Category Archives: Expatriate Taxation

Postings and discussions about expatriate tax topics

Two Tax Planning Strategies to Reduce Expatriate Costs

Author:
Eric Loff – Global Tax Network

The tax cost of an international assignment can be significant and companies struggle to find ways to manage these costs.  This article outlines two straightforward strategies for reducing the tax costs of your expatriate program.

Where do those excess taxes come from anyway?
Excess tax costs associated with an international assignment include the actual taxes paid by the employer on behalf of the employee which exceed the employee’s tax burden as calculated under the company’s tax equalization policy. But don’t worry. There are a variety of tax planning techniques that can reduce these excess tax costs. Two common ones are:

  • Paying benefits-in-kind in lieu of cash payments
  • Proper timing of the assignment

Read on to learn how these tax savings strategies work. Continue reading

Expatriate Orientation – Why, What, When?

Author:
Jennifer Stein – Global Tax Network

When individuals relocate, they are bombarded with many changes at once. You may hear the phrase: So much to do, so little time. They may be tempted to skip part or all of the relocation process. Here we’ll discuss three questions related to orientation meetings.

  • Why do we need to provide international assignees with orientation meetings?
  • What should be covered during the orientation meetings with an international assignee?
  • When should this information be provided to the international assignee?

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Expatriate Assignment Checklist Part 2 – Assignment Planning

Author:
Warren Heaps – Birches Group LLC

This is the second part of a five-part series, where we present checklists to help international HR professionals plan and manage long-term international assignments. There are five stages we identified for long-term assignment management:

International Assignment Stages

Click to Enlarge

In part one of this series, we looked at candidate assessment, selection and approval. In this installment, we will examine Assignment Planning.

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Expat Lump Sums – Trap or Panacea?

Author:
Mary Lou Stockton – Global Tax Network

A US company sends an employee on assignment to the UK.  The company informs the employee that they will pay X amount for his UK housing.  The employee wants to spend more, because he wants a larger, nicer flat.  He feels the allowance is not enough for the type of flat he wants considering his family needs, including the fact that his wife wanted to live near other Americans.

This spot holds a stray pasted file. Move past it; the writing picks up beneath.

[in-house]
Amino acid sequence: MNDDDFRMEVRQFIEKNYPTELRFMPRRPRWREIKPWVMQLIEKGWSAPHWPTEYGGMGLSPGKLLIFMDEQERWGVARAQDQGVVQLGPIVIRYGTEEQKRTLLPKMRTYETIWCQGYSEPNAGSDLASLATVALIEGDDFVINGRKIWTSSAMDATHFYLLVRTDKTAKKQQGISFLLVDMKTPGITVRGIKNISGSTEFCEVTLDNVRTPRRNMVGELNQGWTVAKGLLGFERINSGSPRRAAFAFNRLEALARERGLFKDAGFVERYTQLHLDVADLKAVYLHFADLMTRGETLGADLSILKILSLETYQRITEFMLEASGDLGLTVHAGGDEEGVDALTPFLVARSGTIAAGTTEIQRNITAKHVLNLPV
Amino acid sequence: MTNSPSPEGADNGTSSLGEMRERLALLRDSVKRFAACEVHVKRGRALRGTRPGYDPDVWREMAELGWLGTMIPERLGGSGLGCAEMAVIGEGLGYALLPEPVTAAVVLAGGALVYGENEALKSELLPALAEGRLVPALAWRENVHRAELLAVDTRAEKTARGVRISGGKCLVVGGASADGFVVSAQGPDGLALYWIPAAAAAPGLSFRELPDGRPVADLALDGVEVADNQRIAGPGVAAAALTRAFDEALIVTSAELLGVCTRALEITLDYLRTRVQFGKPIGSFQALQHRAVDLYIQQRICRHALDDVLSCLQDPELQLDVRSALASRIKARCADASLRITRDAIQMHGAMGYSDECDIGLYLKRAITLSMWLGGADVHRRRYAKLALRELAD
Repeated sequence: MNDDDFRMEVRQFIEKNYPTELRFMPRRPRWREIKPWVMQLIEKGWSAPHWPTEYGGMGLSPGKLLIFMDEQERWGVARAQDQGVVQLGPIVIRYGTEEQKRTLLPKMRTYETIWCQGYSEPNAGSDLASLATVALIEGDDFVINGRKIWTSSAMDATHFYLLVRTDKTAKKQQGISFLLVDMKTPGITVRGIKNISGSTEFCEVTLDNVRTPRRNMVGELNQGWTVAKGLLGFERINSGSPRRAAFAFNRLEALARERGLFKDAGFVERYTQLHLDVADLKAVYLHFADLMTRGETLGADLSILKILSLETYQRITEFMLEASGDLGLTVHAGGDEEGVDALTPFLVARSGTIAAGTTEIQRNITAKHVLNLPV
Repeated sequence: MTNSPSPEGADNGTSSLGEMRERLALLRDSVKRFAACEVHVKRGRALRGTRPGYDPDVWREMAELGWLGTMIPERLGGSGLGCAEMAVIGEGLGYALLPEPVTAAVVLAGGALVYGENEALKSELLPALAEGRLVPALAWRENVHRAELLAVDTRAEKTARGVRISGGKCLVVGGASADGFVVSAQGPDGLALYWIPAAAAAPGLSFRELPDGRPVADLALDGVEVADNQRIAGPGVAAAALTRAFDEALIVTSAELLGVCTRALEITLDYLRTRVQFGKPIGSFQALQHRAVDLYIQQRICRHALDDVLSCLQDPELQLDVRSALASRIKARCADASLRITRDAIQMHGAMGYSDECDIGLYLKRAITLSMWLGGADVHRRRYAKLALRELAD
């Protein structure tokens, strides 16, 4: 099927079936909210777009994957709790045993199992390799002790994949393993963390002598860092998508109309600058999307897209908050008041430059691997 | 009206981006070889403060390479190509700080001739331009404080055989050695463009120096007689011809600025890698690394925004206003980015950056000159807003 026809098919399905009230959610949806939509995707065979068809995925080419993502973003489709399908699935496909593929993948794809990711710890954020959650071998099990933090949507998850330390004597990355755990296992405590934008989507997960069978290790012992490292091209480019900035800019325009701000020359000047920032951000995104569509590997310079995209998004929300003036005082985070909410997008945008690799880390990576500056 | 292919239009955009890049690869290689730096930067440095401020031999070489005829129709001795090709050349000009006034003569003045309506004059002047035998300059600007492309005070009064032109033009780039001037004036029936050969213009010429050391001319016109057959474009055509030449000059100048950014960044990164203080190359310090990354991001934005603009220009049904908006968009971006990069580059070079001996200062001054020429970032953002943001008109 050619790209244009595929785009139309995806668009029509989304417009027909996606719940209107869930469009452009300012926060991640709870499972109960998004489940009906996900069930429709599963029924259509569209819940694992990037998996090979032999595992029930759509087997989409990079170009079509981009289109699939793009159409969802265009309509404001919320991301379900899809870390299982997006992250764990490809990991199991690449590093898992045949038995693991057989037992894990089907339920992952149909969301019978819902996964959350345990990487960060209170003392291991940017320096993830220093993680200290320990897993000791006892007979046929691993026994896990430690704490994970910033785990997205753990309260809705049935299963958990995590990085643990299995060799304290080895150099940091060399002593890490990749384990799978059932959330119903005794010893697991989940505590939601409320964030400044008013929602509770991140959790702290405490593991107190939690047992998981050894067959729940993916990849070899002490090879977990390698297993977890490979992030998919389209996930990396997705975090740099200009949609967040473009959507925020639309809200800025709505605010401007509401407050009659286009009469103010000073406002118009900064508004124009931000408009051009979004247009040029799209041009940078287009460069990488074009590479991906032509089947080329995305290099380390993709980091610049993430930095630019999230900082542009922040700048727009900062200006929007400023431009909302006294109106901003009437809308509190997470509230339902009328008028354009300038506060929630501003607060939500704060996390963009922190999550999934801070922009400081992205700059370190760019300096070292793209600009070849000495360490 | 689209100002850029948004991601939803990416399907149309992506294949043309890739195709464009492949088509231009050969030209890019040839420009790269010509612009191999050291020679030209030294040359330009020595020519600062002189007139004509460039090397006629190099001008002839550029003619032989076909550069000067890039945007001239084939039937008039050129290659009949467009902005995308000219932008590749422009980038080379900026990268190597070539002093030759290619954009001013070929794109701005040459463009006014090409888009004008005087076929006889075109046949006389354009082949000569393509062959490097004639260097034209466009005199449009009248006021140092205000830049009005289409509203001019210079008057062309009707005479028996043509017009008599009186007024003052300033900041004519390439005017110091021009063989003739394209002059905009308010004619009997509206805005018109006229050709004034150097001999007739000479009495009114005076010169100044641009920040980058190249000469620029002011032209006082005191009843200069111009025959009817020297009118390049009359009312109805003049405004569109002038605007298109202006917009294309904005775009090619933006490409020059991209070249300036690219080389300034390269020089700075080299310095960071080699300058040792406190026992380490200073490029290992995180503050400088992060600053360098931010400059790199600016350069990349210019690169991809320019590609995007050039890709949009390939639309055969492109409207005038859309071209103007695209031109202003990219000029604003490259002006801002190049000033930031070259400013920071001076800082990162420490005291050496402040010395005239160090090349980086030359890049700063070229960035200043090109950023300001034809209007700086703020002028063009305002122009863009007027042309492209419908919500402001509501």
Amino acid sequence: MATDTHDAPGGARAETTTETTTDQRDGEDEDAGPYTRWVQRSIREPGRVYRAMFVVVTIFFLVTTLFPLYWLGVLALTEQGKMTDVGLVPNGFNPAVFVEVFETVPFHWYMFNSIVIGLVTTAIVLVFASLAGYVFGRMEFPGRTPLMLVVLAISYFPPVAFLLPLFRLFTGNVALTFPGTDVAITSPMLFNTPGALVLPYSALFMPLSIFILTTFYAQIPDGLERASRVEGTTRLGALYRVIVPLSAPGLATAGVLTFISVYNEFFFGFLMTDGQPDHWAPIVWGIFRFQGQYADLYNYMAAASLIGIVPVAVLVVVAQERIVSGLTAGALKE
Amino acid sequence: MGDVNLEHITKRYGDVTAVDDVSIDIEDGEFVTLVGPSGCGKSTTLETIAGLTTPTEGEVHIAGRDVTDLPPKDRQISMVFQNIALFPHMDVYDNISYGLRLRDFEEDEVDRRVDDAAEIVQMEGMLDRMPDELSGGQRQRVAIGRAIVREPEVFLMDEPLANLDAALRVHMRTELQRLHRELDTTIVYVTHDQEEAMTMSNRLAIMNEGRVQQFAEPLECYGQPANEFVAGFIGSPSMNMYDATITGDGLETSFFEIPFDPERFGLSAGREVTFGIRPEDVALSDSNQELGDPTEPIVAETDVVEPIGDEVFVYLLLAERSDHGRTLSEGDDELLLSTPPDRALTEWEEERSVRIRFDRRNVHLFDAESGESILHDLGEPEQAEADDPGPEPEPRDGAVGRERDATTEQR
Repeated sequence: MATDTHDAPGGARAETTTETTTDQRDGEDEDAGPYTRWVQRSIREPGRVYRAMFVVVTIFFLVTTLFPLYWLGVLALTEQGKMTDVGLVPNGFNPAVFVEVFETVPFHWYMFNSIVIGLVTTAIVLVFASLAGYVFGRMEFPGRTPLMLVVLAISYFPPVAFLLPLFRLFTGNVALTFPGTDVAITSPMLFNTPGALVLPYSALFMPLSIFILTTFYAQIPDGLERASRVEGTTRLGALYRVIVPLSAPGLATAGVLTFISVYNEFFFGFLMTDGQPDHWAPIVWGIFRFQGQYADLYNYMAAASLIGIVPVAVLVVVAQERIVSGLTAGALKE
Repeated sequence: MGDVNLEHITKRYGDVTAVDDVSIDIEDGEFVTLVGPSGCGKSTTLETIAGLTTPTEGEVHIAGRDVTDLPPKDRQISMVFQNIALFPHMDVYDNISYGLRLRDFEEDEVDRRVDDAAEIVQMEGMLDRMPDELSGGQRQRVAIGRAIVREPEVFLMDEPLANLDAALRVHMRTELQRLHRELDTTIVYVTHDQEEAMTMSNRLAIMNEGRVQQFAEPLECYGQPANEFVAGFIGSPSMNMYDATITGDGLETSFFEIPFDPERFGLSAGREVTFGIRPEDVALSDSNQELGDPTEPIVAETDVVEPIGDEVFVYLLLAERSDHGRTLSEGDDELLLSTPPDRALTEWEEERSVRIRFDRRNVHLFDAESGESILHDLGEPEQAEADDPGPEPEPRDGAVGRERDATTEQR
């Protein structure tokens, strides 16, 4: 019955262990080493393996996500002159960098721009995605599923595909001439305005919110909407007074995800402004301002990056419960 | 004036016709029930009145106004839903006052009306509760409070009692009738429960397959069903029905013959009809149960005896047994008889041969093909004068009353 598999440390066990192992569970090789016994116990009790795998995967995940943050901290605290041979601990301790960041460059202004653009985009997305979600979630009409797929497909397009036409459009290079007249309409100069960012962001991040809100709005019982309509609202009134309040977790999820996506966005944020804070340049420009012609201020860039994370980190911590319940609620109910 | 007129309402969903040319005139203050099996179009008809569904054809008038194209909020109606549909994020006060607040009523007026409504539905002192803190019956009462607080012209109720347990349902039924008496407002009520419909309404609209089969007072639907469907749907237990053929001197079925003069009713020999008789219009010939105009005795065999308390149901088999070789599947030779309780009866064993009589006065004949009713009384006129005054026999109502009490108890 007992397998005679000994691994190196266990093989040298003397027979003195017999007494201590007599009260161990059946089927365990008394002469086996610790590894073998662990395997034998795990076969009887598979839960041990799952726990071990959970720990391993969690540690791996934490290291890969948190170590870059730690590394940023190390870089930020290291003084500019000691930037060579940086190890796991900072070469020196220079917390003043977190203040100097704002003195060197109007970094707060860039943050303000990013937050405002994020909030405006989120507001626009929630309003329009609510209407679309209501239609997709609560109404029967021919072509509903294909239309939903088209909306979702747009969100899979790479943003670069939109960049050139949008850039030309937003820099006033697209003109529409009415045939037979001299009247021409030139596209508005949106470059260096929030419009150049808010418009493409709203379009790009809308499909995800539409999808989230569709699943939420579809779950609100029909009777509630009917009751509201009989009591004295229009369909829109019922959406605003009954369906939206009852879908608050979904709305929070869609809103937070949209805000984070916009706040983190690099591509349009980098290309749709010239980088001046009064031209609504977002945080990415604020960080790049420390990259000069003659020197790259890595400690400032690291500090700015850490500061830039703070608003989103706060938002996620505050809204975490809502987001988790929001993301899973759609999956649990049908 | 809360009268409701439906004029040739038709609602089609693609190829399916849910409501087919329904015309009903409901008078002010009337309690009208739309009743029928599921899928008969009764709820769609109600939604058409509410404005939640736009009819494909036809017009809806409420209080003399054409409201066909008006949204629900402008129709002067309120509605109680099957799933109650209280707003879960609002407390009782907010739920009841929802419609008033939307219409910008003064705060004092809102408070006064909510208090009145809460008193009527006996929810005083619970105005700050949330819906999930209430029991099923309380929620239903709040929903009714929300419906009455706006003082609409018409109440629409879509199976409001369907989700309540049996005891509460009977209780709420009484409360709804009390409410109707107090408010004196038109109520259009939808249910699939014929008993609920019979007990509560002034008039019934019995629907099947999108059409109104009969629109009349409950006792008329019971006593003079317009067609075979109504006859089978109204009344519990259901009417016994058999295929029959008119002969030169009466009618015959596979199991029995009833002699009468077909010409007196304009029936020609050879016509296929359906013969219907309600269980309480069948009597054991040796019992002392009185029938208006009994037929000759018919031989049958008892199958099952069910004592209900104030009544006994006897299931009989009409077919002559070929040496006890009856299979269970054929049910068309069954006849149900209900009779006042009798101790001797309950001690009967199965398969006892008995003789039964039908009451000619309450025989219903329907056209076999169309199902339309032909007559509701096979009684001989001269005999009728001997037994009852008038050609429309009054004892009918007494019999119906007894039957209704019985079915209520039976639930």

The HR Director works with the business manager to determine whether the company would pay more in this case.  The employee is told that he will have to reimburse the company for excess housing cost through payroll.  The employee contends that he should get a tax deduction on his hypo tax for the excess housing that he funded.  The issue went to the tax accountant and finally to the company VP for resolution.  The VP asks why he is being asked to resolve assignment allowance issues and tells HR that they should “handle it”.  The HR Director considers transferring to something less complicated, like nuclear engineering or cell biology.

It does seem expats take a disproportionate percentage of HR’s available time, and require much more administration than one would expect.  The trend in HR today is towards “self-service”.  Why do we need such detailed and centralized control of assignment expenses and allowances?  

Why can’t I just give assignees some extra money to handle the costs of an international assignment?

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10 Killer Reasons to Attend the North East Totally Expat Show

The International HR Forum is proud to be a Partner Organization for the upcoming North East Totally Expat Show on 3 April in New York.  The event is just three weeks away! It will be the largest global mobility event ever held in New York.  So, if you are in the New York Metro area, or if you are able to travel, register now!

Here are 10 killer reasons why you should register today: Continue reading

NY Totally Expat Show

Author:
Warren Heaps – Birches Group LLC

Have you heard about the Totally Expat Show sponsored by the Forum for Expatriate Management? This group has hosted several very successful exhibitions designed for global mobility professionals.

This year, the International HR Forum will be represented at the New York Show on April 3rd.  Birches Group LLC will have a booth in the Exhibition Hall — stop by and introduce yourself as one of our loyal readers.

Check out the details on our NY Totally Expat Show page.

When you register, please be sure to mention you saw the event on the International HR Forum!  And if you want to, leave a comment if you will be there, so we can look for you.

New York Totally Expat Show – April 3, 2012

Join us at the New York Totally Expat Show on 3 April

The Forum for Expatriate Management’s Totally Expat Show will be returning to New York on 3 April 2012. We will also be visiting Chicago for our Mid West Show on 1 June 2012.

  •  North East USA at the Metropolitan Pavilion in New York on 3rd April 2012 – Register to Attend
  • Mid West USA at the Sheraton Hotel & Towers in Chicago on 1st June 2012 – Register to Attend